Variations in the Configuration of the Celiac Trunk Among South Africans: Clinical Relevance

Tweet about this on TwitterShare on FacebookEmail this to someoneShare on Google+

Diana Pillay; Shaun Dieter Nischk & Robert Ndou


The celiac trunk is the first major unpaired branch of the abdominal aorta found at the twelfth vertebral level (T12). It gives off branches supplying the spleen, liver and the stomach. However, the branching patterns of the celiac trunk tend to vary by population throughout the world. We sought to investigate the branching patterns of the celiac trunk in a South African Caucasian sample. The celiac trunk was assessed by visual observation in 66 dissected bodies comprised of both males (n= 30) and females (n=36). These samples were obtained at the School of Anatomical Sciences, University of the Witwatersrand, Johannesburg. The celiac trunk arose directly from the abdominal aorta in all cases, with none connected to the superior mesenteric artery. We observed celiac trunk trifurcation in 84.84 % of the sample, although a celiac trunk with four branches was observed in 10.61 %. Bifurcation into the common hepatic and splenic arteries forming a hepatosplenic trunk (2 females) or into the left gastric artery and splenic artery forming a splenogastric trunk (1 male) was also observed. The results are largely comparable with other studies in Caucasians, showing a high rate of celiac trunk trifurcation (above 75 %). Our sample exhibited fewer variations than reported in previous studies worldwide. Therefore, a larger study with more samples may be required in the future to ascertain all the existing celiac trunk branching patterns in the South African Caucasian population.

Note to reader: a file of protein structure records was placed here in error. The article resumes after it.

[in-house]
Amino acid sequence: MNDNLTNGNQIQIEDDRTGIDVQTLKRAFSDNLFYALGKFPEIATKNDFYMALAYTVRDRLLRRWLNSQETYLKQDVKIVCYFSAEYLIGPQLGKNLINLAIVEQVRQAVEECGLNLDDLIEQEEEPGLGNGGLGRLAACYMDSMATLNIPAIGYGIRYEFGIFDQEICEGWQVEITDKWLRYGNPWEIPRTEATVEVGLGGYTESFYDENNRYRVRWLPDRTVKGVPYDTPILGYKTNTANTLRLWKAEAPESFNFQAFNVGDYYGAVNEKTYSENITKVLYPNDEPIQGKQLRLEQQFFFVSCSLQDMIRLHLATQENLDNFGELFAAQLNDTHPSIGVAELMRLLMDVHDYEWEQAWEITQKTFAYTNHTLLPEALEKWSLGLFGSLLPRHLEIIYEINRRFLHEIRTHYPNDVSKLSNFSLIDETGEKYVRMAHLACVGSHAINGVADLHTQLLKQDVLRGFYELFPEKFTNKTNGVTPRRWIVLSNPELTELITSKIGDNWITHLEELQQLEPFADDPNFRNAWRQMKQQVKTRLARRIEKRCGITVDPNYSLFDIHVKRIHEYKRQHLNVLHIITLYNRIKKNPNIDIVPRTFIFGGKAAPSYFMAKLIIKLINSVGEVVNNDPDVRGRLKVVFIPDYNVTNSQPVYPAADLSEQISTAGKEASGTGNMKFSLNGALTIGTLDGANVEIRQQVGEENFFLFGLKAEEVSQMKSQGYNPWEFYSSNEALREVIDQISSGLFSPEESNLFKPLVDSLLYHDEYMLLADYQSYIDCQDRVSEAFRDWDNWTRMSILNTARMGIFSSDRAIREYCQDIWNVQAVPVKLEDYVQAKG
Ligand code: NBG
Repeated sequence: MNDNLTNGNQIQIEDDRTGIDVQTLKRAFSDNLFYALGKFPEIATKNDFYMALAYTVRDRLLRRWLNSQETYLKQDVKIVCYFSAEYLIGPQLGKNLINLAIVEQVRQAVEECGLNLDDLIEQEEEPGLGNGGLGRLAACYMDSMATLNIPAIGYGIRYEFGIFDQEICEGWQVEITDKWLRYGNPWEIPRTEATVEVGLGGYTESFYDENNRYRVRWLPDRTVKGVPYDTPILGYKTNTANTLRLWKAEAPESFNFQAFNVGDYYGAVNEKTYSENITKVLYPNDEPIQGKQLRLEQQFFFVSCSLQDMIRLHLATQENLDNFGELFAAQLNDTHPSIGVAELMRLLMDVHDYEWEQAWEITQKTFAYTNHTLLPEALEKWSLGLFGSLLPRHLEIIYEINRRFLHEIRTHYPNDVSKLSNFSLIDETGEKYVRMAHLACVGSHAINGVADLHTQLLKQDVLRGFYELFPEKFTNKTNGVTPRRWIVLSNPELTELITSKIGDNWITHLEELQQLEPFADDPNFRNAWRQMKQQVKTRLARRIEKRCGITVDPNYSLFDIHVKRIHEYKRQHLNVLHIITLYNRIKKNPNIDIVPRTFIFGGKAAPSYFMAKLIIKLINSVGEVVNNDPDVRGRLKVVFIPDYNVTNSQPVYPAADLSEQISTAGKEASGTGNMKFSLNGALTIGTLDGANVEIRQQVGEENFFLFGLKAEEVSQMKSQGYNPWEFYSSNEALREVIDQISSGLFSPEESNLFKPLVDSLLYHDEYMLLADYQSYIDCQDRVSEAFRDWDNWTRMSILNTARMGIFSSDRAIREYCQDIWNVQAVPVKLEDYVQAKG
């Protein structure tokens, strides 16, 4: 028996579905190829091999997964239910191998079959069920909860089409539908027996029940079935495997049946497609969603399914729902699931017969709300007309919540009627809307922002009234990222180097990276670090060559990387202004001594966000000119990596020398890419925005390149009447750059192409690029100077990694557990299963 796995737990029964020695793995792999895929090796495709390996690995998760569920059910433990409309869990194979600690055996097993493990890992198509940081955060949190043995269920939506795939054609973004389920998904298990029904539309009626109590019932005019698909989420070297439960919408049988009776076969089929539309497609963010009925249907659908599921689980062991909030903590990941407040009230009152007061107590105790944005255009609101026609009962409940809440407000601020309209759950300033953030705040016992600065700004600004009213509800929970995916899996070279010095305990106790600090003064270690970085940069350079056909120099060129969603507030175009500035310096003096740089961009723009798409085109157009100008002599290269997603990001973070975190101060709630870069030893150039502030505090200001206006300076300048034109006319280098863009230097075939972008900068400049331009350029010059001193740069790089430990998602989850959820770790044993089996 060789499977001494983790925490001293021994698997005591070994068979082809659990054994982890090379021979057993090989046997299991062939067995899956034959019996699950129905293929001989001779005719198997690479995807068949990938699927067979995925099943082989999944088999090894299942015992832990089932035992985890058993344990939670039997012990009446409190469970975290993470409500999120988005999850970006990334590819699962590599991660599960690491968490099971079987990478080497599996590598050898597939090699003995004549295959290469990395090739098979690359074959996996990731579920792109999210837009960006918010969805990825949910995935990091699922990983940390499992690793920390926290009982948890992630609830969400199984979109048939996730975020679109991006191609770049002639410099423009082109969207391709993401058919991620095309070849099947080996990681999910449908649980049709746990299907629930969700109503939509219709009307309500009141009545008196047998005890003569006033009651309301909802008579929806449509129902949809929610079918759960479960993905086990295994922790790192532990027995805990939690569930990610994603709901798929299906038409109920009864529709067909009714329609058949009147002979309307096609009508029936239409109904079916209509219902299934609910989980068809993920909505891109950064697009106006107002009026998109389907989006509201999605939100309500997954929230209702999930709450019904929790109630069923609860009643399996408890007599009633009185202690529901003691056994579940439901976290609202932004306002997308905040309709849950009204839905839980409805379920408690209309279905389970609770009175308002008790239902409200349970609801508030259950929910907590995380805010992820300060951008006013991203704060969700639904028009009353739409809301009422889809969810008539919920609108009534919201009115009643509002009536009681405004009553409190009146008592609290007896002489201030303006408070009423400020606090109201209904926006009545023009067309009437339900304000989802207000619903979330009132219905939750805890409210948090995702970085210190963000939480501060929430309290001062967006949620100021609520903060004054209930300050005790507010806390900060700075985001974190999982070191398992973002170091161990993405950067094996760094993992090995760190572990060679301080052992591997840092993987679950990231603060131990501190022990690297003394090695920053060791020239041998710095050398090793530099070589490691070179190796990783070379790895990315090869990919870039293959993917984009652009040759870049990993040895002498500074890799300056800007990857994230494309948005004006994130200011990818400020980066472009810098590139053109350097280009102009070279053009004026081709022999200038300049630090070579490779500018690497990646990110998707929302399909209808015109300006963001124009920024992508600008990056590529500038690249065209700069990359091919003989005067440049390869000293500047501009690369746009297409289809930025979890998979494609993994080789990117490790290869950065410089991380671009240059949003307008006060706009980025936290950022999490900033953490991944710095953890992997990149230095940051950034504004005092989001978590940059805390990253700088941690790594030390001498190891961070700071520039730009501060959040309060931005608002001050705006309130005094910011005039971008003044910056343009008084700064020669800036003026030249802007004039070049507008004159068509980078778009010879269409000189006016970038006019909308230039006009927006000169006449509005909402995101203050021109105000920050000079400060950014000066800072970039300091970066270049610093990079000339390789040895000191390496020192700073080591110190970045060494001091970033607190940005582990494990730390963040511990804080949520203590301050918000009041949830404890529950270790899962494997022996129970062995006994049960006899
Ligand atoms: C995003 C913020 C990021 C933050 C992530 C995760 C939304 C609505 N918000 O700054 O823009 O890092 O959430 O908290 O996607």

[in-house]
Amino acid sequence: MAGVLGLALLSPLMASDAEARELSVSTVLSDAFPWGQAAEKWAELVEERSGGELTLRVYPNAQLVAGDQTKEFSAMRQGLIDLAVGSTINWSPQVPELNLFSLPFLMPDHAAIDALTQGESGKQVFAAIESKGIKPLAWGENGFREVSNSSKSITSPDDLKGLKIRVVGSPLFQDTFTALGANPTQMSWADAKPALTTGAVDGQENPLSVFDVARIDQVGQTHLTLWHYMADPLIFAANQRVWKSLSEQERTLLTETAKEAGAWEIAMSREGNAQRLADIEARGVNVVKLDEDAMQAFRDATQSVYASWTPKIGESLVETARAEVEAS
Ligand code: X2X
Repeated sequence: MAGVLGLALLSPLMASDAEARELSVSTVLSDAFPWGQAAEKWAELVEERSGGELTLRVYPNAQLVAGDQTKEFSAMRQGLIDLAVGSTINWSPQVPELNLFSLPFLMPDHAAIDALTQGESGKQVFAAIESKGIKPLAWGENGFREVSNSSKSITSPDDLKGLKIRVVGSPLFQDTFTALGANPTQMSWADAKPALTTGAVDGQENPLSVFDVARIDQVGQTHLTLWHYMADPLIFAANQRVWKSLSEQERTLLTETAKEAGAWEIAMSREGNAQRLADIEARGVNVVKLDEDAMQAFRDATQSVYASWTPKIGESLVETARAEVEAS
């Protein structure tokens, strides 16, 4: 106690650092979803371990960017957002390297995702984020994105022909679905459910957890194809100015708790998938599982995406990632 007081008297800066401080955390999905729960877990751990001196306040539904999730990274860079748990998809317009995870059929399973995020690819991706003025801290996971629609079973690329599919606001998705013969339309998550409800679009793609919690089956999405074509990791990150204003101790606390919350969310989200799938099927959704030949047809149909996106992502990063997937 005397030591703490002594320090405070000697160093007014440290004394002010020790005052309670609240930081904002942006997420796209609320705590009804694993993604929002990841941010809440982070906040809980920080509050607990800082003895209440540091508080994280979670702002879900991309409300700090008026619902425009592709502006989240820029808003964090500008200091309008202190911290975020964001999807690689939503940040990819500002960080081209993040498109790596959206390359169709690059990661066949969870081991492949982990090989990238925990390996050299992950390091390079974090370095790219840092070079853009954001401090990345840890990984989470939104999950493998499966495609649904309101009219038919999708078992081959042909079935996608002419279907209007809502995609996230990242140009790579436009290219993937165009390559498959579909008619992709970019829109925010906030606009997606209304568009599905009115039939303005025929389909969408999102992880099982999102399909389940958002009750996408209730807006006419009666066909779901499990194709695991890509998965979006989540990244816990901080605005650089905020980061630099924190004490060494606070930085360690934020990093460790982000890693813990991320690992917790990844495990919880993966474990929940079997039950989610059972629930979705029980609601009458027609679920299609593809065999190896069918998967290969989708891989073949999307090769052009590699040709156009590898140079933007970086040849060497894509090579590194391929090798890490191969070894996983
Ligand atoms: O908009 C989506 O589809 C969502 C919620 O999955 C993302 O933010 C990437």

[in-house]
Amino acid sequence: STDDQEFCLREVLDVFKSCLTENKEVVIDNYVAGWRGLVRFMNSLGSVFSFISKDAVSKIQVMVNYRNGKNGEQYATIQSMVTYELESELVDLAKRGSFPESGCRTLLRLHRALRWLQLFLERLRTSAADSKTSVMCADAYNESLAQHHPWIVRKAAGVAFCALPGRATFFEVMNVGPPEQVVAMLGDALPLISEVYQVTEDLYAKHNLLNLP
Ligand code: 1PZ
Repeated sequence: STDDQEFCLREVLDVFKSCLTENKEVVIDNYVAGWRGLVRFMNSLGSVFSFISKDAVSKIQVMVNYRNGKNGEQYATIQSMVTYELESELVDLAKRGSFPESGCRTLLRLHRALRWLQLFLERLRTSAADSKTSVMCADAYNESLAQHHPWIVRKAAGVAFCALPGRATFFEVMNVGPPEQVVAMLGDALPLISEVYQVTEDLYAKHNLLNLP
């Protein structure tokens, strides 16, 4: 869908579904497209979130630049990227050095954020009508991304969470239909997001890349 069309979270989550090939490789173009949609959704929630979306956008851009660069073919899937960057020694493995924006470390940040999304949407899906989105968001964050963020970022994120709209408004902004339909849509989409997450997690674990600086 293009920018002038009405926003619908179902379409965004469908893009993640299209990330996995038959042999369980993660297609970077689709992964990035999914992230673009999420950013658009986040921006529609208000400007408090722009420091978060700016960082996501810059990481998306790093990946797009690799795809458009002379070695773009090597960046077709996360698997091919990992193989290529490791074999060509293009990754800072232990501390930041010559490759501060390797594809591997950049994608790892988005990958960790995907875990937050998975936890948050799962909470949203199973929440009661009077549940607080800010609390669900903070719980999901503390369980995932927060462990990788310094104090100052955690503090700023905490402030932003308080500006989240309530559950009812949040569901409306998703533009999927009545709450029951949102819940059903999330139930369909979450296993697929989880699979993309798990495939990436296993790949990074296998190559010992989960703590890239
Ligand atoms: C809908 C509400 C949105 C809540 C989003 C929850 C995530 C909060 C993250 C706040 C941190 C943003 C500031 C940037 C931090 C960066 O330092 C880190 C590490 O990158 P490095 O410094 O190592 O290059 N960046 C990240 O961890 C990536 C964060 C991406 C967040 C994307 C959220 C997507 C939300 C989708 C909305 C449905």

KEY WORDS: Celiac trunk; Splenogastric; Hepatosplenic; Abdominal aorta; Superior mesenteric.

How to cite this article

PILLAY, D.; NISCHK, S. D. & NDOU, R. Variations in the configuration of the celiac trunk among South Africans: Clinical relevance. Int. J. Morphol., 38(6):1662-1667, 2020.